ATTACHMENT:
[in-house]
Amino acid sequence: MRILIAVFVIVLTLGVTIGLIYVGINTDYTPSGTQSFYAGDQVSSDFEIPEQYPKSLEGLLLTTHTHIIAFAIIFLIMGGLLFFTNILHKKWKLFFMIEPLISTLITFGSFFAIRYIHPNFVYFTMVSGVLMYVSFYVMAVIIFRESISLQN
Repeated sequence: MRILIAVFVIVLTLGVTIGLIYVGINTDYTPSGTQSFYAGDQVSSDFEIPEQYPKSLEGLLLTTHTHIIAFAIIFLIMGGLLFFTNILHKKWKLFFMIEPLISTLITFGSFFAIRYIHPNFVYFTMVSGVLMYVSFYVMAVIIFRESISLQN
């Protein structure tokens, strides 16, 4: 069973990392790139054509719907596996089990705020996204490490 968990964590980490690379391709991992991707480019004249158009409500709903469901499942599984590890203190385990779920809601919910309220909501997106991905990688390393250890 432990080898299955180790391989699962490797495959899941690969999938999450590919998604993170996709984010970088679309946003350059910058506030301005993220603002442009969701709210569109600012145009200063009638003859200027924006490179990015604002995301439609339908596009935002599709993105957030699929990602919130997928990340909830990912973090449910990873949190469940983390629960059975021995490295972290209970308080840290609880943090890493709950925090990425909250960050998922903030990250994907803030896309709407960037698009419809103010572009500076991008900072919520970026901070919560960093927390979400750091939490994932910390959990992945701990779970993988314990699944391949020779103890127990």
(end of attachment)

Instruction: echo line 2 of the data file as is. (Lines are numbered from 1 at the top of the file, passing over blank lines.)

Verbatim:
Amino acid sequence: MRILIAVFVIVLTLGVTIGLIYVGINTDYTPSGTQSFYAGDQVSSDFEIPEQYPKSLEGLLLTTHTHIIAFAIIFLIMGGLLFFTNILHKKWKLFFMIEPLISTLITFGSFFAIRYIHPNFVYFTMVSGVLMYVSFYVMAVIIFRESISLQN